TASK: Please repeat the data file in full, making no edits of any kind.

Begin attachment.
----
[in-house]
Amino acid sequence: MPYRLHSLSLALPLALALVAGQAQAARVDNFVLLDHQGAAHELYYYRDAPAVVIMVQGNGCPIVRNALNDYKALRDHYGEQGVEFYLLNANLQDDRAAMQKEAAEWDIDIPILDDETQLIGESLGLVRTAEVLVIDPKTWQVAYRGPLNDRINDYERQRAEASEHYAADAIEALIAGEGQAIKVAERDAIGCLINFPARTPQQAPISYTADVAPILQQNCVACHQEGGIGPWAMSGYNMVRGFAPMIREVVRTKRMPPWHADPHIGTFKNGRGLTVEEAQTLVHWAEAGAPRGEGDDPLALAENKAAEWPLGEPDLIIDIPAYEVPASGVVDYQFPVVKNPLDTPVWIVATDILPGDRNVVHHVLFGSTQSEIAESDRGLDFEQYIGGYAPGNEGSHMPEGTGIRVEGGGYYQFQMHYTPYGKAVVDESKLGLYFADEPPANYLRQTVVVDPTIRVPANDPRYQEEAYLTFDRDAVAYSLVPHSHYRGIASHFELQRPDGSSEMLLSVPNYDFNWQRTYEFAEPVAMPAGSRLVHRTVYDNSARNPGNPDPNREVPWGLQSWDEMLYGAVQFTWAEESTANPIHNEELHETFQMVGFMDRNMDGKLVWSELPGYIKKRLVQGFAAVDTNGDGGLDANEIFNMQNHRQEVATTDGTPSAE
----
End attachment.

[in-house]
Amino acid sequence: MPYRLHSLSLALPLALALVAGQAQAARVDNFVLLDHQGAAHELYYYRDAPAVVIMVQGNGCPIVRNALNDYKALRDHYGEQGVEFYLLNANLQDDRAAMQKEAAEWDIDIPILDDETQLIGESLGLVRTAEVLVIDPKTWQVAYRGPLNDRINDYERQRAEASEHYAADAIEALIAGEGQAIKVAERDAIGCLINFPARTPQQAPISYTADVAPILQQNCVACHQEGGIGPWAMSGYNMVRGFAPMIREVVRTKRMPPWHADPHIGTFKNGRGLTVEEAQTLVHWAEAGAPRGEGDDPLALAENKAAEWPLGEPDLIIDIPAYEVPASGVVDYQFPVVKNPLDTPVWIVATDILPGDRNVVHHVLFGSTQSEIAESDRGLDFEQYIGGYAPGNEGSHMPEGTGIRVEGGGYYQFQMHYTPYGKAVVDESKLGLYFADEPPANYLRQTVVVDPTIRVPANDPRYQEEAYLTFDRDAVAYSLVPHSHYRGIASHFELQRPDGSSEMLLSVPNYDFNWQRTYEFAEPVAMPAGSRLVHRTVYDNSARNPGNPDPNREVPWGLQSWDEMLYGAVQFTWAEESTANPIHNEELHETFQMVGFMDRNMDGKLVWSELPGYIKKRLVQGFAAVDTNGDGGLDANEIFNMQNHRQEVATTDGTPSAE